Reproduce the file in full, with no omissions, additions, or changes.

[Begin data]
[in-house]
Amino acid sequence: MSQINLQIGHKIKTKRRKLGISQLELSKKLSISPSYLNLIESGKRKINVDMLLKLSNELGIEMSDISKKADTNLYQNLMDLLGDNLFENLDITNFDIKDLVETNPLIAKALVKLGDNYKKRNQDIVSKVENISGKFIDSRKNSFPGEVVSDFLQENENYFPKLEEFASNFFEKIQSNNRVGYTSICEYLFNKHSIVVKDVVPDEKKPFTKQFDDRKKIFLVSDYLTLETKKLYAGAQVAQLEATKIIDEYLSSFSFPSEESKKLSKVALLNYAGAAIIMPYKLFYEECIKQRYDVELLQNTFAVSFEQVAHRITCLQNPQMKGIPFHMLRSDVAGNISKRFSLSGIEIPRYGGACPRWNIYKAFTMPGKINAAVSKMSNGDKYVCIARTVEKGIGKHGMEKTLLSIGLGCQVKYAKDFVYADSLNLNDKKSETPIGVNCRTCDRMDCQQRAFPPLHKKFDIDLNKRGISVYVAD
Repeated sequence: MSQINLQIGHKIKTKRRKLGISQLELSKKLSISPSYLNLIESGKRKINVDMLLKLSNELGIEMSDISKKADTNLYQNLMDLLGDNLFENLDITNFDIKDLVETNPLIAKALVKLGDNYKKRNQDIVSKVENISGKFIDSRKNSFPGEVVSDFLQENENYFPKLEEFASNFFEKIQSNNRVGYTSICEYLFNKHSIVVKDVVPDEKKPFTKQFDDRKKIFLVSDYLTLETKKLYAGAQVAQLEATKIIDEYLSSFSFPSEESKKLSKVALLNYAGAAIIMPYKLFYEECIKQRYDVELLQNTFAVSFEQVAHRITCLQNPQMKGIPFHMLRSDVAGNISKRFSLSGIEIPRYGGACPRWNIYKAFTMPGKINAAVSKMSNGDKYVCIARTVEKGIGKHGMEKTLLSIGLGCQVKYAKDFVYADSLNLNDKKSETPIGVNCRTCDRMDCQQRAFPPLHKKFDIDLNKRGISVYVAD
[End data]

[in-house]
Amino acid sequence: MSQINLQIGHKIKTKRRKLGISQLELSKKLSISPSYLNLIESGKRKINVDMLLKLSNELGIEMSDISKKADTNLYQNLMDLLGDNLFENLDITNFDIKDLVETNPLIAKALVKLGDNYKKRNQDIVSKVENISGKFIDSRKNSFPGEVVSDFLQENENYFPKLEEFASNFFEKIQSNNRVGYTSICEYLFNKHSIVVKDVVPDEKKPFTKQFDDRKKIFLVSDYLTLETKKLYAGAQVAQLEATKIIDEYLSSFSFPSEESKKLSKVALLNYAGAAIIMPYKLFYEECIKQRYDVELLQNTFAVSFEQVAHRITCLQNPQMKGIPFHMLRSDVAGNISKRFSLSGIEIPRYGGACPRWNIYKAFTMPGKINAAVSKMSNGDKYVCIARTVEKGIGKHGMEKTLLSIGLGCQVKYAKDFVYADSLNLNDKKSETPIGVNCRTCDRMDCQQRAFPPLHKKFDIDLNKRGISVYVAD
Repeated sequence: MSQINLQIGHKIKTKRRKLGISQLELSKKLSISPSYLNLIESGKRKINVDMLLKLSNELGIEMSDISKKADTNLYQNLMDLLGDNLFENLDITNFDIKDLVETNPLIAKALVKLGDNYKKRNQDIVSKVENISGKFIDSRKNSFPGEVVSDFLQENENYFPKLEEFASNFFEKIQSNNRVGYTSICEYLFNKHSIVVKDVVPDEKKPFTKQFDDRKKIFLVSDYLTLETKKLYAGAQVAQLEATKIIDEYLSSFSFPSEESKKLSKVALLNYAGAAIIMPYKLFYEECIKQRYDVELLQNTFAVSFEQVAHRITCLQNPQMKGIPFHMLRSDVAGNISKRFSLSGIEIPRYGGACPRWNIYKAFTMPGKINAAVSKMSNGDKYVCIARTVEKGIGKHGMEKTLLSIGLGCQVKYAKDFVYADSLNLNDKKSETPIGVNCRTCDRMDCQQRAFPPLHKKFDIDLNKRGISVYVAD